A321neo has on the top of the fin, backwards, a long tube, which looks like the pitot tube on the Boeing 707, but on the opposite way, and connected on it, a cable (I think because it is a test flight). What is the purpose of each one? Picture's credits: www.airbus.com/presscentre
By trailing a long tube behind the airplane, a nearly free-stream static pressure measurement can be taken. A perforated cone at the end of the tube acts as a drag device to keep the tube stable.
Image from NASA Airdata measurement and calibration
It is used in test aircraft. The image below shows the trailing cone attached to the 787 dreamliner (pictured at Paris airshow).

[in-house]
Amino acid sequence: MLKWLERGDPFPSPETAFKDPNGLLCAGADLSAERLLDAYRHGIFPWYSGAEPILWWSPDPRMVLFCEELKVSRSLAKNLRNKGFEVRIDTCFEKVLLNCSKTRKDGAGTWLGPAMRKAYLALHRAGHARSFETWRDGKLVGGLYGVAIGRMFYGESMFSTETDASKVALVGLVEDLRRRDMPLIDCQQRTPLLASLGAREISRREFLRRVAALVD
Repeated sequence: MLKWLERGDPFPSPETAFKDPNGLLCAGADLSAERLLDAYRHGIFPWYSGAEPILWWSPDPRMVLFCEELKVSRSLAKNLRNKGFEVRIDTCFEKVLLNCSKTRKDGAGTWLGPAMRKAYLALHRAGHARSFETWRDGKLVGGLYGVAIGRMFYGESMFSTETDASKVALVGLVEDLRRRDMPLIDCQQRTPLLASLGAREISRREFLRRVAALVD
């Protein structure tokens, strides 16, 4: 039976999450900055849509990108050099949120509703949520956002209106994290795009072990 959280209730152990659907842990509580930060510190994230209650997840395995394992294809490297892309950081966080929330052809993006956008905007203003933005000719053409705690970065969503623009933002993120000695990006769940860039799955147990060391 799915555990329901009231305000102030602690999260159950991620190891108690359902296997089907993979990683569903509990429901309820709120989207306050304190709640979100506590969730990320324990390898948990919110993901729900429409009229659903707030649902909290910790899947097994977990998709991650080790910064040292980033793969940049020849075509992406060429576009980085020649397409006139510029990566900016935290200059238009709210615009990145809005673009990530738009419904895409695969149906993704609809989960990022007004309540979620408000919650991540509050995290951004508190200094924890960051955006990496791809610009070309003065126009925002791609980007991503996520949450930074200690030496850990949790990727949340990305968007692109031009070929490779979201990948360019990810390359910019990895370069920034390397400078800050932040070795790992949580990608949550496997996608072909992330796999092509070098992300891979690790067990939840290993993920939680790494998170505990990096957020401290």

Image from flyingsquadron.com
This image shows the trailing cone assembly used in 787 dreamliner.
Image from airpigz.com
The device is specified by FAA and JAA as one of several methods that can be used to perform flight calibrations. According to FAA Advisory Circular 91-85:
Where precision flight calibrations are used to quantify or verify altimetry system performance they may be accomplished by any of the ollowing methods. ...
• Precision tracking radar in conjunction with pressure calibration of atmosphere at test altitude.
• Trailing cone.
• Pacer aircraft.
• Any other method acceptable to the FAA or approving authority.